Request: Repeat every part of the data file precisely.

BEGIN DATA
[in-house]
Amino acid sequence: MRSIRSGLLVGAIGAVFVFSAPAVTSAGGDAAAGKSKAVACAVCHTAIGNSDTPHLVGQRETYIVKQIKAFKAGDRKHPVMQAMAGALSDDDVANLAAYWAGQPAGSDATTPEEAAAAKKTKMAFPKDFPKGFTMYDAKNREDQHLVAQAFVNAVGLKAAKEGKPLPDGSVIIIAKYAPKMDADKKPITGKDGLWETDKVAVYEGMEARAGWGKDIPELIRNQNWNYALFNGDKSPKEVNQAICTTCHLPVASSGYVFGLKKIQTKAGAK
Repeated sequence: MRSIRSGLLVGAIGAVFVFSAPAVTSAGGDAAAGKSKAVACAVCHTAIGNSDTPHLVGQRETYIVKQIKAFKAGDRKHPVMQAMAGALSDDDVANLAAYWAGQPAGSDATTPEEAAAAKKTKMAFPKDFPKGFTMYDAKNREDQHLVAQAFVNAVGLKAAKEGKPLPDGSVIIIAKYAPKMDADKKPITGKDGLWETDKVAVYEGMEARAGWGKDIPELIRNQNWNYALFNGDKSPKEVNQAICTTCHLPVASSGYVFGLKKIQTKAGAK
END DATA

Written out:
[in-house]
Amino acid sequence: MRSIRSGLLVGAIGAVFVFSAPAVTSAGGDAAAGKSKAVACAVCHTAIGNSDTPHLVGQRETYIVKQIKAFKAGDRKHPVMQAMAGALSDDDVANLAAYWAGQPAGSDATTPEEAAAAKKTKMAFPKDFPKGFTMYDAKNREDQHLVAQAFVNAVGLKAAKEGKPLPDGSVIIIAKYAPKMDADKKPITGKDGLWETDKVAVYEGMEARAGWGKDIPELIRNQNWNYALFNGDKSPKEVNQAICTTCHLPVASSGYVFGLKKIQTKAGAK
Repeated sequence: MRSIRSGLLVGAIGAVFVFSAPAVTSAGGDAAAGKSKAVACAVCHTAIGNSDTPHLVGQRETYIVKQIKAFKAGDRKHPVMQAMAGALSDDDVANLAAYWAGQPAGSDATTPEEAAAAKKTKMAFPKDFPKGFTMYDAKNREDQHLVAQAFVNAVGLKAAKEGKPLPDGSVIIIAKYAPKMDADKKPITGKDGLWETDKVAVYEGMEARAGWGKDIPELIRNQNWNYALFNGDKSPKEVNQAICTTCHLPVASSGYVFGLKKIQTKAGAK